Stress and burnout and the work environment

A breeding ground for burnout is poor management by superiors and working conditions as well as a working atmosphere that allows little or no independence, self-determination, and self-efficacy. If the workload is too high over a longer period, unrealistic goals are set and basic human needs, such as identification with the task, appreciation for what has been achieved, or clear distribution of tasks and roles, can not be guaranteed, even the most resistant and delimitable employees Burnout in the long run.

Many superiors are overwhelmed with their working conditions. Motivating or appreciating employees is then an additional (annoying) task. Many managers get into burnout levels themselves and treat their employees unfairly, regulate, are moody or openly derogatory, and exert pressure. They pass their stress down.

These conditions are increasing in today’s working world. The economic demands we are currently facing are unhealthy. The system itself becomes sick. As a result, the diagnosis of burnout is being made more and more frequently.

 

Stress, exhaustion and the relatives

Similar to depression, the situation is very demanding for those affected by exhaustion and burnout as well as for their relatives. At first, other people usually only perceive the feeling of being rushed and driven. Those affected feel unappreciated in their efforts to cope with the situation. They are not understood because those around them often do not notice the enormous amount of effort they put in and how much inner tension and pressure this entails.

Social contacts mean stress for those affected. Because they can be associated with the unconscious feeling of demands made on them and the message „You have to function and meet my expectations“. This can be difficult for those around them to understand.

From the time when the performance capacity has long been exceeded, people who are in a burnout or on the way to it react towards their fellow human beings with irritability, impatience or aggressiveness, in a passive way e.g. in the form of verbal side blows, ignorance, arrogance, not listening and inwardly „disengaging“ – in an active way e.g. in the form of choleric fits.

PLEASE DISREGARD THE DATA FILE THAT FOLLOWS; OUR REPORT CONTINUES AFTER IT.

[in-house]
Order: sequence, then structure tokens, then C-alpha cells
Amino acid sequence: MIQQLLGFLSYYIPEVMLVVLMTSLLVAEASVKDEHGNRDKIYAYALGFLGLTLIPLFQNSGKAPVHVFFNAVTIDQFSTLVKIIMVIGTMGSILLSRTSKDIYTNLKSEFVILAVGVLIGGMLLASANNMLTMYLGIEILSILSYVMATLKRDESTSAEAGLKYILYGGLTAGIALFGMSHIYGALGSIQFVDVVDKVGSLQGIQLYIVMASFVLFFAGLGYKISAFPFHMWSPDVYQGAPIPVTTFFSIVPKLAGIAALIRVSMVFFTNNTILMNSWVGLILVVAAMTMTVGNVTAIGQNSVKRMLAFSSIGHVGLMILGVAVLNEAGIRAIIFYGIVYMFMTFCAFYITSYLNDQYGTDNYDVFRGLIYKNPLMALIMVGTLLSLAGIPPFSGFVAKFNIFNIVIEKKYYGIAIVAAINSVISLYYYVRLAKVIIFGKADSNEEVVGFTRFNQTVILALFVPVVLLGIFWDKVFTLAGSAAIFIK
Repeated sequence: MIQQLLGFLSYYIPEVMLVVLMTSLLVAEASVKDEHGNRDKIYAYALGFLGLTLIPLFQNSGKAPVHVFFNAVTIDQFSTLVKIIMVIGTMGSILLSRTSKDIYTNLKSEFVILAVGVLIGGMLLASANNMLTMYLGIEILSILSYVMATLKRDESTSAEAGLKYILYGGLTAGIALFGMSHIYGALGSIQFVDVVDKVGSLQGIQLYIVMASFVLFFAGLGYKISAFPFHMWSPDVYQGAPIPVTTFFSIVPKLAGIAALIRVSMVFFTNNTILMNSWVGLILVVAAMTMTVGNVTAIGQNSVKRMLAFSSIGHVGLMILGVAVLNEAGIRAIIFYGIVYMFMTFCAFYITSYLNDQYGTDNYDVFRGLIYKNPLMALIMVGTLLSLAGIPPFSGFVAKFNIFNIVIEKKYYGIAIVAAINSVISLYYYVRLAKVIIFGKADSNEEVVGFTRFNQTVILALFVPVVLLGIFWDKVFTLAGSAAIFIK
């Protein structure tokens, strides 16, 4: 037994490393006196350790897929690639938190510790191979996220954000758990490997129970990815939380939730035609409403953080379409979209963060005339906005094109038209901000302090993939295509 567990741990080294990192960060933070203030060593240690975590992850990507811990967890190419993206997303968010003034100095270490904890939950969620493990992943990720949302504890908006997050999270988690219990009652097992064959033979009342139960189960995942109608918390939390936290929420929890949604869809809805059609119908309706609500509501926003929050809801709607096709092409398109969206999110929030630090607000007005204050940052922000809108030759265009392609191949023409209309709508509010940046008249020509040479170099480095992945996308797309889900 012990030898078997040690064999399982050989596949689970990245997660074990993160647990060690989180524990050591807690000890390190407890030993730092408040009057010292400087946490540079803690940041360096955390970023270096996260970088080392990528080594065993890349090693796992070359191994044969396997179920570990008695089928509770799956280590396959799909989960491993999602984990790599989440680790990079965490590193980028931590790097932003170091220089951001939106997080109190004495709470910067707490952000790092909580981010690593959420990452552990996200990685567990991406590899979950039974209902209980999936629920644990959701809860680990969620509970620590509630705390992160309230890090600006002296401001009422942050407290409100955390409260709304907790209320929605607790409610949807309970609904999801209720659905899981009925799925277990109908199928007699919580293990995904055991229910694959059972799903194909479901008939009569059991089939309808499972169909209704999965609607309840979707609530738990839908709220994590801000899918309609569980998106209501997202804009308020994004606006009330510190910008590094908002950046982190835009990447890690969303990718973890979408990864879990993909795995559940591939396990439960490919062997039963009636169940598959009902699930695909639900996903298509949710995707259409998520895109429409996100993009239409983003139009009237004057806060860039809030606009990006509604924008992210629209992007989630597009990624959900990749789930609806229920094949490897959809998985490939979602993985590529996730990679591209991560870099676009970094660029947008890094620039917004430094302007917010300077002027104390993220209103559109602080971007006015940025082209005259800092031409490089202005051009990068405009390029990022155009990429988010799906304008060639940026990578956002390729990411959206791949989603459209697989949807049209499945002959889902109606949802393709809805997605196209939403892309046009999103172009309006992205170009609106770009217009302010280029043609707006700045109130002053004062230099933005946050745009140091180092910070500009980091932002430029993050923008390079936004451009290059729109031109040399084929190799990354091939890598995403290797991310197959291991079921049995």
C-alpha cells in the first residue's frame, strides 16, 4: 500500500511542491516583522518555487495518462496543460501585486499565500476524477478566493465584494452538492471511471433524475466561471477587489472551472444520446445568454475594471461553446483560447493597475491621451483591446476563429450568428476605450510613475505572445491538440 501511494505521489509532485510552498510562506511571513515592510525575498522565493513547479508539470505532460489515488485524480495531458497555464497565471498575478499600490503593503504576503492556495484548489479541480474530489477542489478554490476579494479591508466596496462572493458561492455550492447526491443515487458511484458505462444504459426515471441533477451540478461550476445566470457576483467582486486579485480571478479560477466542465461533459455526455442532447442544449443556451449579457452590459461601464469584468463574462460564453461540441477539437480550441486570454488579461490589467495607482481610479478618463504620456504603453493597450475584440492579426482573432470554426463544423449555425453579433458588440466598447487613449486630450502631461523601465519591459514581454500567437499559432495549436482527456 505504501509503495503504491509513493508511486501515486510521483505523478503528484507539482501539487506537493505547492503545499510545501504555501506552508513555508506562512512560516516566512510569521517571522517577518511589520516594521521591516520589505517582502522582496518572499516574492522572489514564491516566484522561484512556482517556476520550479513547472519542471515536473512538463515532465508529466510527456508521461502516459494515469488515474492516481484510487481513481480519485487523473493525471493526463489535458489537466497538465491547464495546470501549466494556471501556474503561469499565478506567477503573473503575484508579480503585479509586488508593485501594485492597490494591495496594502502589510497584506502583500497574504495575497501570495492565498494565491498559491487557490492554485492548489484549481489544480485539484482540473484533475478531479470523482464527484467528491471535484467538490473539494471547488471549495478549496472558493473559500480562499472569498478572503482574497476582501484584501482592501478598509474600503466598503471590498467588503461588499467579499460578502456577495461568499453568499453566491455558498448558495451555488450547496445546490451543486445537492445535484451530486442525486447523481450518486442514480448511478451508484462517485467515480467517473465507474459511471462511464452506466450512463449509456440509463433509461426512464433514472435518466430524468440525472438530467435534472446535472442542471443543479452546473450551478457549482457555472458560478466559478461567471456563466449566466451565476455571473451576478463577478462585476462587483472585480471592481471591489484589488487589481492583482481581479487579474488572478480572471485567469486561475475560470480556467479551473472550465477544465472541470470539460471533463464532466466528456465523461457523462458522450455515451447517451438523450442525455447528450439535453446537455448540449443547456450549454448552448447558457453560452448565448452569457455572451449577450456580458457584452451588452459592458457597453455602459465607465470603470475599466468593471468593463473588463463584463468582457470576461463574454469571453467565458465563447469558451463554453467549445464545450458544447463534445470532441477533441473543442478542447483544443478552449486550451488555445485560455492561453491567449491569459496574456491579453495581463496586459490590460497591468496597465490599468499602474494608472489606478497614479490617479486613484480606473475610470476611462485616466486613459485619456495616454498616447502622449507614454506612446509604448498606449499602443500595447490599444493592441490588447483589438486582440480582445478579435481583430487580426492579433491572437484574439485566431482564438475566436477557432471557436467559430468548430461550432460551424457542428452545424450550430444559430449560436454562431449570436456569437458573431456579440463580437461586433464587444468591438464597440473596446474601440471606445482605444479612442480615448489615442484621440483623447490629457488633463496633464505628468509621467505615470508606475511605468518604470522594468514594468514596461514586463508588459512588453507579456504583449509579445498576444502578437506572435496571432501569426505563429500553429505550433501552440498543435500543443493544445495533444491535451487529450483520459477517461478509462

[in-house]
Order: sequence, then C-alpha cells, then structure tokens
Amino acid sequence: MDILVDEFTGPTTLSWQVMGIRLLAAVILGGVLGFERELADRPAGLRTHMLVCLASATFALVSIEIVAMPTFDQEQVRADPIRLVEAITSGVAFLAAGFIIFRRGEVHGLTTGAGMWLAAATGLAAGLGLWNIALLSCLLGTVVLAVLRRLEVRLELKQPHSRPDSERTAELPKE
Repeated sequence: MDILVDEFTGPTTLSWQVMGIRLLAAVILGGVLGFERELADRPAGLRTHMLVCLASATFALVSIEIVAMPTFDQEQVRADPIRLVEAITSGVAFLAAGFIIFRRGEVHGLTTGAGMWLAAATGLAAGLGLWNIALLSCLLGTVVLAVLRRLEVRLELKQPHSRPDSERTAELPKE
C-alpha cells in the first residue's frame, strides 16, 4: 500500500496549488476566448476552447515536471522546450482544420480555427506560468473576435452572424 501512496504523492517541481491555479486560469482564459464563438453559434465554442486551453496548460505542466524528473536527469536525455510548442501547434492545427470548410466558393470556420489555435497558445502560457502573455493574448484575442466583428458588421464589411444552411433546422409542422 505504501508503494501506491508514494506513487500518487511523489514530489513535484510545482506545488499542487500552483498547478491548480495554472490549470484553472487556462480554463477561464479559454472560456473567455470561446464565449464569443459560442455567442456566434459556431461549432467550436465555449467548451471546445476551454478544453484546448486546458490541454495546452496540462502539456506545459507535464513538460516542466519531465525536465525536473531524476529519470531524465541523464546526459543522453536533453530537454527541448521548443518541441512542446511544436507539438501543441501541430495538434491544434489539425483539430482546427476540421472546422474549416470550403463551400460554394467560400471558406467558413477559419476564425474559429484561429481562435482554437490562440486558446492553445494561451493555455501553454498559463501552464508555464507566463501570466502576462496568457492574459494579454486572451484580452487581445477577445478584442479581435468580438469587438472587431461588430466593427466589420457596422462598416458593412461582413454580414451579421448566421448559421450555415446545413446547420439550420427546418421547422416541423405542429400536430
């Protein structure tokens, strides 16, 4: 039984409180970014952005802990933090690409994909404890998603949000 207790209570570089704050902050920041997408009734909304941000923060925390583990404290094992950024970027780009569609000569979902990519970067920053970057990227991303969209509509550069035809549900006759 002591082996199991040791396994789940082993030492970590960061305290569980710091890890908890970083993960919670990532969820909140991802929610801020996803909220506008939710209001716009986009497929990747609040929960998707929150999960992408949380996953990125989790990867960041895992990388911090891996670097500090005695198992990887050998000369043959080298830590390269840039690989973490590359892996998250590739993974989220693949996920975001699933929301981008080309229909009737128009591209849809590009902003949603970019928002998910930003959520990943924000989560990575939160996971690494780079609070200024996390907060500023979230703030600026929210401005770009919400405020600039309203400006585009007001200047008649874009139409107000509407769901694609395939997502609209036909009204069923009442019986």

The inner conflict of social types

Especially for people for whom community is a high value, a great inner conflict can arise from this. They long for community and at the same time the other people are too much for them.
Because the person suffering from burnout tries to keep the situation under control, it can happen that work processes, but also activities in the private sphere, are carried out with increasing rigidity and „tunnel vision“. This gives others the feeling that they are not doing things properly or not in the way the burnout sufferer imagines. This leaves little room for spontaneity, tolerance and light-heartedness and can be annoying to others.

The described behaviour of the person affected by stress or burnout is usually not understood by those around them. The person affected does not set any comprehensible limits in front of himself and his counterpart and usually does not realise himself that and in what way he is changing his behaviour. The irritable and impatient nature can be taken personally by relatives and conflicts arise whose main causes are not associated with burnout. With their high demands, burnout sufferers make themselves unpopular and put pressure not only on themselves but also on those around them. Relatives can feel pressured and controlled. This can lead, for example, to active or passive resistance and thus to power struggles.